pump shotgun, several empty “Wonderland”
synthetic marijuana packs, along with several empty
“F'ed Up” brand synthetic marijuana packs.
Plaintiff's roommate/landlord Echols advised the officers
that plaintiff was selling synthetic marijuana from the back
bedroom in the house, and that many of the individuals who
purchased the drug would “trade tools, ammunition and
other items” in exchange for it [Doc. 34-2 at 2].
Plaintiff was arrested for possession with intent to deliver
and transported to the Fairmont Police Department
(“FPD”). He was later taken to Marion County
Magistrate Judge Mark Hayes for arraignment. Bond was set at
$250, 000, which plaintiff was unable to pay. He was
subsequently transported to the North Central Regional Jail
by defendants Yost and Fisher.
review of the plaintiff's Complaint and Objections, this
Court agrees with the magistrate judge that the plaintiff is
not entitled to the relief he seeks. In his Objections [Doc.
45], the plaintiff asserts that in his claim against
defendant Hayes for official misconduct, the plaintiff was
referring to his handling under the defendant's
supervision. He states that he expressed to defendant Hayes
the alleged mistreatment by defendants Yost and Fisher yet
was ignored and reprimanded by Hayes. He thus asserts that
had Hayes listened to his concerns, he would not have been
released back into Yost and Fisher's custody and may have
avoided the hypertension episode. As discussed in the next
paragraph, defendant Hayes is entitled to judicial immunity.
objects to the magistrate judge's finding that Hayes is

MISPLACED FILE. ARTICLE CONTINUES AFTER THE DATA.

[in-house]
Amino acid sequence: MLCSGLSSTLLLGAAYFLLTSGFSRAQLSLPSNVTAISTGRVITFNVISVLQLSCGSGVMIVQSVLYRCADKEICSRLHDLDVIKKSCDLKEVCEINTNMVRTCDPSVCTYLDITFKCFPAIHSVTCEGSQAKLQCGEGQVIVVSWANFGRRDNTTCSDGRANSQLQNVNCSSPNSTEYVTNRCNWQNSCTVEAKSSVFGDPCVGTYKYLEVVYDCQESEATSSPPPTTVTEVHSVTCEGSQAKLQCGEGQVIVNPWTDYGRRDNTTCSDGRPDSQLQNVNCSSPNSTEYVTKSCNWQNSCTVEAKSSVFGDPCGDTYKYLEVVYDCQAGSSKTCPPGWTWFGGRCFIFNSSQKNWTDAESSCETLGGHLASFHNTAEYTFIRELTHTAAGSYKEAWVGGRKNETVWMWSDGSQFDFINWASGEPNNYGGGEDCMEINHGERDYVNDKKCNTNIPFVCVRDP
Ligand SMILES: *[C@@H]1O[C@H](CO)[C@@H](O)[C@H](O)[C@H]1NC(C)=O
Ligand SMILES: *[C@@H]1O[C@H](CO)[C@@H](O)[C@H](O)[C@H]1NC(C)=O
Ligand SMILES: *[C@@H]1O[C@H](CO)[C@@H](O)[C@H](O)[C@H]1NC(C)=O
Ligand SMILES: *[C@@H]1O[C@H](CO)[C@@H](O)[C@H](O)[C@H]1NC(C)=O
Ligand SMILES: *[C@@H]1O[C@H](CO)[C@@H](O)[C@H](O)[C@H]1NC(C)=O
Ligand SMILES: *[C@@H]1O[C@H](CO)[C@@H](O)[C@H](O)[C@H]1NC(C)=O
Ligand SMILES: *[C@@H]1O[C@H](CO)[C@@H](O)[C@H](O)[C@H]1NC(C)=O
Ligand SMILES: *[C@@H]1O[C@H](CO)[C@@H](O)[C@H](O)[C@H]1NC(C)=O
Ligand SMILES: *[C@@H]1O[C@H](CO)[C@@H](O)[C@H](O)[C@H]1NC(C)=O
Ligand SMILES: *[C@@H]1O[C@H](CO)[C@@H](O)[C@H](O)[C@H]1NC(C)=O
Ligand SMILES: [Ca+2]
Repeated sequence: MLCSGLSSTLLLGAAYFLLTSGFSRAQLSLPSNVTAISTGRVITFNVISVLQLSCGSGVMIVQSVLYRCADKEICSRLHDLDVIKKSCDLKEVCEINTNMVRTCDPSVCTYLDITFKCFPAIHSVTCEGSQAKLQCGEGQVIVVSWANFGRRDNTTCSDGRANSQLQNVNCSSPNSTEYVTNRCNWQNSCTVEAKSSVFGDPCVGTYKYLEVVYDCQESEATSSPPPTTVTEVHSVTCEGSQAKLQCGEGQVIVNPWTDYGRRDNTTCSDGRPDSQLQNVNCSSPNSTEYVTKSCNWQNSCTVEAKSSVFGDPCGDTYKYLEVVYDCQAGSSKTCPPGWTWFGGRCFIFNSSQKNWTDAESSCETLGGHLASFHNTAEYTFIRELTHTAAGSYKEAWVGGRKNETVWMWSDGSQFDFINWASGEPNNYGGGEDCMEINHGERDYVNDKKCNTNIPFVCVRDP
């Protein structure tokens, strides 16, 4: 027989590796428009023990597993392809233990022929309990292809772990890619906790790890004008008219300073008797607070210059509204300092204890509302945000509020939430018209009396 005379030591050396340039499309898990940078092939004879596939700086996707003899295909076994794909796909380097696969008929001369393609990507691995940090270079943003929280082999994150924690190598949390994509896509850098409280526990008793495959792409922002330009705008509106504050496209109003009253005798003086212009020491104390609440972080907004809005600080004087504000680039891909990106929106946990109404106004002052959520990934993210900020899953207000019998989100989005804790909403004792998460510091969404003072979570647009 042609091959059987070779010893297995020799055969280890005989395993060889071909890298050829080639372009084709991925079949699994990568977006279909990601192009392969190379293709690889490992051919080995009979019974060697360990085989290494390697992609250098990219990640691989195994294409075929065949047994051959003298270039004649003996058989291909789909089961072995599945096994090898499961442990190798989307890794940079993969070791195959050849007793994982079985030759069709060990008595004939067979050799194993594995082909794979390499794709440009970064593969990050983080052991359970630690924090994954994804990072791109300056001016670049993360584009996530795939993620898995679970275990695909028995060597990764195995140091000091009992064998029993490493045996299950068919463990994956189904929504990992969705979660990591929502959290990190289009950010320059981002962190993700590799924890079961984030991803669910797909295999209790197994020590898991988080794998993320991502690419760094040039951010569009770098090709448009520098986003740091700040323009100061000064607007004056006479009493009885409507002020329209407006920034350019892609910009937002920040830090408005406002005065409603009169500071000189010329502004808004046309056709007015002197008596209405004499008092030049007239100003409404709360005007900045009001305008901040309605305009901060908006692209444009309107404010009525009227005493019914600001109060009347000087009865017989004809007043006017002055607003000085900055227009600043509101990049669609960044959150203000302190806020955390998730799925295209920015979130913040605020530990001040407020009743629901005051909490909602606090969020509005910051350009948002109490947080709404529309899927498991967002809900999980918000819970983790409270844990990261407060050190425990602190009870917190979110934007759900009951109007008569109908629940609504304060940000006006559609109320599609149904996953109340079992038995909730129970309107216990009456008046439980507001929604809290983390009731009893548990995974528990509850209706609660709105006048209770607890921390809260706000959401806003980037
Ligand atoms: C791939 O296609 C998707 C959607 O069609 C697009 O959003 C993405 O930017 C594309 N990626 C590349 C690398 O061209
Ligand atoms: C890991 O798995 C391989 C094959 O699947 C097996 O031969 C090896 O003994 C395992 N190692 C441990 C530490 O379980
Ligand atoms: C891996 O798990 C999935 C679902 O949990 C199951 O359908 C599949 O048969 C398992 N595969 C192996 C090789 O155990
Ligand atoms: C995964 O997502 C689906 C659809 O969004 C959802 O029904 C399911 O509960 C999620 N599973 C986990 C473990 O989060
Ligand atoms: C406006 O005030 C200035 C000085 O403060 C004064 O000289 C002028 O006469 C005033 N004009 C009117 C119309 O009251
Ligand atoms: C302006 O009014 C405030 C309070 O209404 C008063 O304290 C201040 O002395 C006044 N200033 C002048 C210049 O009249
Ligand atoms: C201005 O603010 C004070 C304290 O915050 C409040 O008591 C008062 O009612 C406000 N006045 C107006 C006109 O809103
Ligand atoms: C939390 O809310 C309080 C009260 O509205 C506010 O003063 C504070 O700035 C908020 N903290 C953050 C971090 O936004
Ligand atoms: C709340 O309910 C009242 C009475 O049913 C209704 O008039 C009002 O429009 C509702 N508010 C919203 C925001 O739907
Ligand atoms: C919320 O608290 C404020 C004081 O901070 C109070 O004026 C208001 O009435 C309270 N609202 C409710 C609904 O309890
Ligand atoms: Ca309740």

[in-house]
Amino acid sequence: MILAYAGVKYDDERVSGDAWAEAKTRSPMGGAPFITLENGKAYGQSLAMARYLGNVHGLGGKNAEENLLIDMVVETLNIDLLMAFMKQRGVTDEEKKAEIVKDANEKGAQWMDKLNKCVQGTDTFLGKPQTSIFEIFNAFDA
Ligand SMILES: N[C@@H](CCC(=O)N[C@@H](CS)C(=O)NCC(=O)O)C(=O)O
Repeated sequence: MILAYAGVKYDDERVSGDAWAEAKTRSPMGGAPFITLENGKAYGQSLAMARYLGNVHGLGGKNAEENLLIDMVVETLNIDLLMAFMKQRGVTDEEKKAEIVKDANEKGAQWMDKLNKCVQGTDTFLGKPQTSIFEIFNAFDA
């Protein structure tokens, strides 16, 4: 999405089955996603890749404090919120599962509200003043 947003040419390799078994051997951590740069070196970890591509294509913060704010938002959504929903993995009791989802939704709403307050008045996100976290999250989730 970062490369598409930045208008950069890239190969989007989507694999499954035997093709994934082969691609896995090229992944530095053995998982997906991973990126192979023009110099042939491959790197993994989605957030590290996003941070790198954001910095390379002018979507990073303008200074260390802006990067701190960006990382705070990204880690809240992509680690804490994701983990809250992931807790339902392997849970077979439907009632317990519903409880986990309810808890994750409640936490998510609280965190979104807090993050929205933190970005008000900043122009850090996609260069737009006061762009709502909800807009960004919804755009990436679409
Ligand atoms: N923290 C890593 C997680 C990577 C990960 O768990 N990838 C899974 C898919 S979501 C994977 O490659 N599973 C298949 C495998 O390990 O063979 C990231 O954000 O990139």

entitled to judicial immunity. He asserts that “most of
the underlined cases they refer to a U.S. Magistrate who is
trained in law with a law degree as opposed to a county
magistrate who is a (sic) elected official . . ..”
(Id. at 2). Plaintiff misstates the law. In West
Virginia, “judges are absolutely immune from civil
liability for damages for actions taken in the exercise of
their judicial duties.” Carey v.
Dostert, 185 W.Va. 247, 251, 406 S.E.2d 678,
682 (1991)(citing Stump v.
Sparkman, 435 U.S. 349, 355-56 (1978)).
Importantly, “[j]udicial immunity applies to both
superior and inferior courts.” Pritchard v.
Crouser, 175 W.Va. 310, 313, 332 S.E.2d 611,
614 (1985)(holding that judicial immunity applies to a
magistrate court judge despite the fact that the magistrate
court is not a court of record). Here, the plaintiff's
claims are clearly based on actions magistrate Hayes took
while exercising his judicial duties; accordingly, he is
immune from damages as a result of those actions and the
plaintiff's claims against him are hereby
DISMISSED WITH PREJUDICE.
next objects to the recommendation that
Younger abstention apply to the
claims against defendants Yost and Fisher. See
Younger v. Harris, 401 U.S. 37 (1971).
Simply put, the Complaint should be dismissed pursuant to the
federal court abstention doctrine because plaintiff seeks